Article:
Where an individual has brought a claim against an employer for the unlawful discriminatory actions of a colleague, employers will often rely on section 109(4) Equality Act 2010. This provides that an employer can defend such claims if it can show that all reasonable steps were taken to prevent the offending employee from doing the discriminatory act(s).
Can an employer rely on the ‘reasonable steps’ defence where it provided training to the perpetrator of the discriminatory act and other employees on discrimination in the workplace? If so, in what circumstances would this be considered inefficient?
Allay (UK) Limited v Gehlen
The Claimant was employed by Allay, a company specialising in processing consumer claims relating to financial mis-selling, as a Senior Data Analyst from October 2016. He was dismissed due to performance issues in his role in September 2017. The Tribunal accepted that the reason for the dismissal was the Claimant’s performance.
Following his dismissal, the Claimant raised a complaint that he had been subject to harassment relating to his race (the Claimant is of Indian origin) by a colleague, Mr Pearson. The employer investigated the allegations and found that Mr Pearson had made racist comments and was ordered to undertake further Equality and Diversity training.
The Claimant issued a claim for harassment related to race and Allay relied on the ‘reasonable steps’ defence, stating that it had taken all reasonable steps to prevent the harassment as the perpetrator, and the rest of the workforce, has received equality and diversity training.
The Employment Tribunal rejected the defence. It found that Mr Pearson had made racist comments at least once a month towards the Claimant, including references to the Claimant’s ‘brown skin’, suggesting he should work in a corner shop and asking why he was in this country. It found that Allay had not taken ‘all reasonable steps’ on the basis that the training had been delivered in 2015 and as such had become ‘stale’. It would have been a reasonable step to provide refresher training. The need for refresher training was amplified by the racist comments themselves and the fact that it had been heard by other colleagues but not reported.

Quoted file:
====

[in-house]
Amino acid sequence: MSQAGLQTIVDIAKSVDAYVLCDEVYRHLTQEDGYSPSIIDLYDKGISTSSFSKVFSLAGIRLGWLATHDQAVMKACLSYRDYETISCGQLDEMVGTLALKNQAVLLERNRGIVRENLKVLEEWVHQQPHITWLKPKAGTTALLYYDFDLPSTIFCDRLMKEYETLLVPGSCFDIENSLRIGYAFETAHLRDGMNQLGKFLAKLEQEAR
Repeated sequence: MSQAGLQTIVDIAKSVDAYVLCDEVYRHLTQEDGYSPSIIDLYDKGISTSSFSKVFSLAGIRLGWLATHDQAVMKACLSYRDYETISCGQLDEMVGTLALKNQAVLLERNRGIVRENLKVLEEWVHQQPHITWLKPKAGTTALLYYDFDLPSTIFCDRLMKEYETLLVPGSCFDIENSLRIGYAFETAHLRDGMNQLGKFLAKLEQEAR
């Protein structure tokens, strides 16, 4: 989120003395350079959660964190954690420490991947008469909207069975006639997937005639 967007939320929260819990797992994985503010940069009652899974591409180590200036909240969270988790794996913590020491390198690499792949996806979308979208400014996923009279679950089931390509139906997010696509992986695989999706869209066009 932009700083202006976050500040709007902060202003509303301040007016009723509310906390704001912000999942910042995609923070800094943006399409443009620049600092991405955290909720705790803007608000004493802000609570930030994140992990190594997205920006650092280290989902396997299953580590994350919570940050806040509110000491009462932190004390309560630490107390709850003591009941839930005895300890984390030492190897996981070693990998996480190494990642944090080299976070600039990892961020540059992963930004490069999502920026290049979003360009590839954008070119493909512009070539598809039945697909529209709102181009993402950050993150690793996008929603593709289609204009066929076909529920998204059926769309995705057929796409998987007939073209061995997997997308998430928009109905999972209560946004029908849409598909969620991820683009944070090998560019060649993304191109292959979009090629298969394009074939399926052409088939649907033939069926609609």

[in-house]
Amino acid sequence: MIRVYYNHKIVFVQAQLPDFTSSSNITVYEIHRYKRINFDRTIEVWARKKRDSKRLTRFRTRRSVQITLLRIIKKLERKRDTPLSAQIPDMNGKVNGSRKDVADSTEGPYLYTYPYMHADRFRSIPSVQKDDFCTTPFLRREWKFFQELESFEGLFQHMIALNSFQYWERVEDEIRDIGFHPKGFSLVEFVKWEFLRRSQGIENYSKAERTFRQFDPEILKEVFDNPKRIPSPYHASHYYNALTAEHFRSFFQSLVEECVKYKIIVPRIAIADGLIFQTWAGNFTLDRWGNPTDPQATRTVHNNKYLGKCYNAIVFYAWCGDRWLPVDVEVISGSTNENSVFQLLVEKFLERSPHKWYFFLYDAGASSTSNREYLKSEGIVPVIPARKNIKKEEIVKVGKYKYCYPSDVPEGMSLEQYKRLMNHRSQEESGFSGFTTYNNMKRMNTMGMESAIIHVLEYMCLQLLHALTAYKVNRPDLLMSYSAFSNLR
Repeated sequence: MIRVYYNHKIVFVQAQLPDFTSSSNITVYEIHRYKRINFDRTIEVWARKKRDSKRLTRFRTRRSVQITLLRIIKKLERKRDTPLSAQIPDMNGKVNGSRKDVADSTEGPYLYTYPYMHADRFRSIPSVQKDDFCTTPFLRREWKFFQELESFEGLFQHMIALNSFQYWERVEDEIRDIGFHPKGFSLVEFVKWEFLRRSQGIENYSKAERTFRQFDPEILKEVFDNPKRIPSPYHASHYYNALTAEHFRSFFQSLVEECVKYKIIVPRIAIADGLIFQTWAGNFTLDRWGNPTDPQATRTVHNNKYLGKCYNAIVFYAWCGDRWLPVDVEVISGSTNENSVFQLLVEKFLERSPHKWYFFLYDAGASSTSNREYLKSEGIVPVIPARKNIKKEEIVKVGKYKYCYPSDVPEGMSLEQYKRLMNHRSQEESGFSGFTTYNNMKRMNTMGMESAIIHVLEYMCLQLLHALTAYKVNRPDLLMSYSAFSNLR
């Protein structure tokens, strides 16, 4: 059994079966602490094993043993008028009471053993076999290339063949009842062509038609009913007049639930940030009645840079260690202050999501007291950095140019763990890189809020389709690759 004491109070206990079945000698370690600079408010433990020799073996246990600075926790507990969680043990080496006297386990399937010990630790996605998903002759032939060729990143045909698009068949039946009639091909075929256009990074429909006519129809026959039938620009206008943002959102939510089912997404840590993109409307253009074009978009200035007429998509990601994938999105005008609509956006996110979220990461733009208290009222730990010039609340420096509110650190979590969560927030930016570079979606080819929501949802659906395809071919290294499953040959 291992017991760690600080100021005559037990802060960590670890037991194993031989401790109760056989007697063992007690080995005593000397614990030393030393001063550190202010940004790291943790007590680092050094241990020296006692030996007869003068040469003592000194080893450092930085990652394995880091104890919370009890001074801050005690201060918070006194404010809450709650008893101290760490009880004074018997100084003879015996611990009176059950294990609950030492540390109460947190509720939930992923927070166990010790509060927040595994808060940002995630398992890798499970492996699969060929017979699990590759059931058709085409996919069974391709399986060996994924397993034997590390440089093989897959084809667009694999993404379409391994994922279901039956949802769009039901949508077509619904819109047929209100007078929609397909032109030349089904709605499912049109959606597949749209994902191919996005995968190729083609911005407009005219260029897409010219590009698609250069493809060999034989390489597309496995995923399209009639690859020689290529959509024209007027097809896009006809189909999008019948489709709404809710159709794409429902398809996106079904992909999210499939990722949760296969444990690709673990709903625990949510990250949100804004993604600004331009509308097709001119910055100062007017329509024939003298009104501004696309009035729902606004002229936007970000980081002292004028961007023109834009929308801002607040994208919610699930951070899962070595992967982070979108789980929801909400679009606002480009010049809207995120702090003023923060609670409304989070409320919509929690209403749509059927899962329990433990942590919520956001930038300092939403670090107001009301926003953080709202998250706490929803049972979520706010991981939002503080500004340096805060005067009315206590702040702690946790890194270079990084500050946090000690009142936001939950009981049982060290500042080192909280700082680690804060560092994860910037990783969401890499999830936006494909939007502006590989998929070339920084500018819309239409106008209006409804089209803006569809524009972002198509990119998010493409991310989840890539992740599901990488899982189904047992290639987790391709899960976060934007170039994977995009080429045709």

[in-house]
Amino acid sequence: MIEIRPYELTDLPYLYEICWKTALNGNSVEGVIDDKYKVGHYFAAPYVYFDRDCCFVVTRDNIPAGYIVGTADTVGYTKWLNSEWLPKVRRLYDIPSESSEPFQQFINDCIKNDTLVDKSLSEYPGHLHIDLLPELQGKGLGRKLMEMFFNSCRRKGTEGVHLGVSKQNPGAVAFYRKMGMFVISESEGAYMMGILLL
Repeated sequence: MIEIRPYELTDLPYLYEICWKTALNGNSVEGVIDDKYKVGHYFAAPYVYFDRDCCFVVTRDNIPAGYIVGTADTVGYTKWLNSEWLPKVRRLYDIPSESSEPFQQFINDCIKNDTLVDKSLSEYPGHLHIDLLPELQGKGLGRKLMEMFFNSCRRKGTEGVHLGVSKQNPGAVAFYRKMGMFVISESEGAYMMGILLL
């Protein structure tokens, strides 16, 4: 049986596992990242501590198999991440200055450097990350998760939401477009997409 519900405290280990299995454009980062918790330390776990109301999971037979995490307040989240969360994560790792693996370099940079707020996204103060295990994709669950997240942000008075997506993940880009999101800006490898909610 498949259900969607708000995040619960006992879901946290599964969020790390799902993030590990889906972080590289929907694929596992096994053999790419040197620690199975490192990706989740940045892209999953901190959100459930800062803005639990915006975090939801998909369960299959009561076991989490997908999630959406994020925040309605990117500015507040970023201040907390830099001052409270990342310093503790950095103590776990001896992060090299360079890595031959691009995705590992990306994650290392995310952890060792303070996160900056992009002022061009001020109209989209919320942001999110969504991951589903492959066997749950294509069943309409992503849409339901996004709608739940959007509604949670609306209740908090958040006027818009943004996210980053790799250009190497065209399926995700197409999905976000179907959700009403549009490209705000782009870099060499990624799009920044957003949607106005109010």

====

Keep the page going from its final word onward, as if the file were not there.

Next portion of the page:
Allay appealed to the Employment Appeal Tribunal on the grounds that the approach taken by the tribunal to the ‘reasonable steps’ defence was wrong. In particular, Allay considered that the ET had focused on the effectiveness of the training, rather than whether Allay had taken all reasonable steps to prevent the discrimination from happening.
The EAT rejected the appeal.
The defence is based upon the employer establishing that they had taken all reasonable steps to prevent the discrimination. That is a high benchmark. Whilst the ET had taken a slightly broad-brush approach to the steps taken by the employer, it nevertheless considered that the equal opportunities training had become stale and that if it had been refreshed, the discrimination may not have occurred. All reasonable steps had not been taken.
Topically, the EAT drew an analogy with the COVID pandemic and vaccines. It is not just a case of whether a vaccine will work, but how long it will protect us and when will we need a booster.
The key point for employers to take from this case is to review what steps they have taken in their organisation to prevent discrimination from occurring, when such steps had been implemented/communicated and whether they need refreshing.
In the context of training, relying on brief training or training given some time ago may not help the employer to establish the defence. Employers should also be mindful that times change, and societal shifts can redetermine what constitutes racism.
Sensible employers should consider some equal opportunities training, supported by a rolling refresher programme.
If you have any queries in relation to discrimination claims, or would like to discuss any in house training options, please contact our Employment Team on 01228 552600 or 01524 548494.